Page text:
In addition to those topics, I am seriously concerned that the methodology being used (PRAs) is unlikely to be realistic. PRAs require making thousands of "educated guesses" about the risk factors of contributory trees of events. That's what's being discussed in this meeting, really: How to group the trees of events, and what those trees are. More specifically, a lot of the discussion seems to be about how to apply operating reactors' PRA's to a dry cask storage PRA -- in other words, how to reduce the workload of the people who will later attempt to apply real numbers to each event possibility (hopefully not laughably out to three decimal places, as someone at the meeting pointed out yesterday (unfortunately, people don't identify themselves when they speak)). Events such as earthquakes, tsunamis, asteroids (wow! plural!), terrorists, or what-have-you.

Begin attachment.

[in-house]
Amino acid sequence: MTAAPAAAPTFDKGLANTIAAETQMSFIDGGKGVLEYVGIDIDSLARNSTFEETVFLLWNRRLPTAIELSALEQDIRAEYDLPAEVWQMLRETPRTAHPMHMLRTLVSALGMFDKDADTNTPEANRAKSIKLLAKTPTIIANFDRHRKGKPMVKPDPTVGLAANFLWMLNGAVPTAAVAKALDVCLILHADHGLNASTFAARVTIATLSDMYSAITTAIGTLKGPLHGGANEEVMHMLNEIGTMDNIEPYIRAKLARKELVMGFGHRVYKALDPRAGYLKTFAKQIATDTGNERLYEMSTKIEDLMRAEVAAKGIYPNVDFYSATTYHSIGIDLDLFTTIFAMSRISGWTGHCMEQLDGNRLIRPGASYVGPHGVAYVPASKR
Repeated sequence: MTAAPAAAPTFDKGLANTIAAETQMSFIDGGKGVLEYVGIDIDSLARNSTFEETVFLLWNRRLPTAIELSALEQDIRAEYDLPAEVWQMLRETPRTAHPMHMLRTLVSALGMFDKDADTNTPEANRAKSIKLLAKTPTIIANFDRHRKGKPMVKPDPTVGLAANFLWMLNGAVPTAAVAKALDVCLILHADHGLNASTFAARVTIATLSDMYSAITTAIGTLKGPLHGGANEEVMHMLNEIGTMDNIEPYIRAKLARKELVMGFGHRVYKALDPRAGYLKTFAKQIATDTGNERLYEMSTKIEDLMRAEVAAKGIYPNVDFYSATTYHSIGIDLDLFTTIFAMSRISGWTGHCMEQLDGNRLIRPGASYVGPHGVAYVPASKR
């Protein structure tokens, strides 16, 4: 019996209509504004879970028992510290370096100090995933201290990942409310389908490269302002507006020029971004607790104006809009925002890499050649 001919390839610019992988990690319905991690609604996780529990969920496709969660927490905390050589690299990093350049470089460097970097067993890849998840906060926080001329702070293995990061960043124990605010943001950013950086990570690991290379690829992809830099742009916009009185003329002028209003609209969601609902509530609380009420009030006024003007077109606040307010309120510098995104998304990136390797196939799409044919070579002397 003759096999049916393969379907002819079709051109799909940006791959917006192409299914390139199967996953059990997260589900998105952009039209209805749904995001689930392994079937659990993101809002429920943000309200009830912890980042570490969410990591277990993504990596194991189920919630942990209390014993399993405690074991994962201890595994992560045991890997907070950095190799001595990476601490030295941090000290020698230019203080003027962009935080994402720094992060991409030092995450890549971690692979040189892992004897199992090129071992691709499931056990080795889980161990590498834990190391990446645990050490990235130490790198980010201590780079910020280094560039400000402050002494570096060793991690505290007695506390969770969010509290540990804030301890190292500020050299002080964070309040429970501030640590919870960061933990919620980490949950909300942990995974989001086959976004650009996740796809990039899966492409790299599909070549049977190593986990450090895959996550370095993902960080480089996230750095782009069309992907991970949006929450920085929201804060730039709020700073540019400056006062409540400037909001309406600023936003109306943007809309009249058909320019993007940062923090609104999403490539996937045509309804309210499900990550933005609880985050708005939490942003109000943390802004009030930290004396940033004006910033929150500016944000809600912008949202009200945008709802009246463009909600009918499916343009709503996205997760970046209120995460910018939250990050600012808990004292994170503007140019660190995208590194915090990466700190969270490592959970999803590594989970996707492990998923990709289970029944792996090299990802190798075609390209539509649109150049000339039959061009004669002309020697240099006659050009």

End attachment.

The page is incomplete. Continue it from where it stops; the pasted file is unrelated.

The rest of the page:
Someone pointed out yesterday that Fukushima had altered the fundamental process you are attempting to do: It showed that a worst-case scenario "beyond design basis" can happen. Previously, the nuclear industry could conveniently ignore such events, but that's not considered reasonable (or legal) any more. The NRC and the nuclear industry has had to admit that beyond-design-basis accidents can happen. This PRA will have to either admit that too, or rephrase the concept, whatever that concept is supposed to be.

But can any PRA truly solve the high-consequences-but-low-probabilities dilemma faced by the nuclear industry?

No. And I dare say, of course not.

When you (the NRC) thinks 10,000 dry casks can only release a millionth of their toxic payload in a "worst case" scenario because you've eliminated more than a 1000 unlikely-but-not-impossible events, you (the NRC) are not facing reality! Yet that seems to be where this PRA discussion is going: The release amounts that are considered possible (or rather, probable enough to be considered) all are small enough so that permanent evacuations of large swaths of America -- perhaps populated cities -- are considered so unlikely, that the entire process can and should continue. And when a caller tried to bring up such issues as large evacuation zones, the caller was told that such large releases as, for example, everything at a dry cask "farm" or on an ISFSI pad, are not being considered.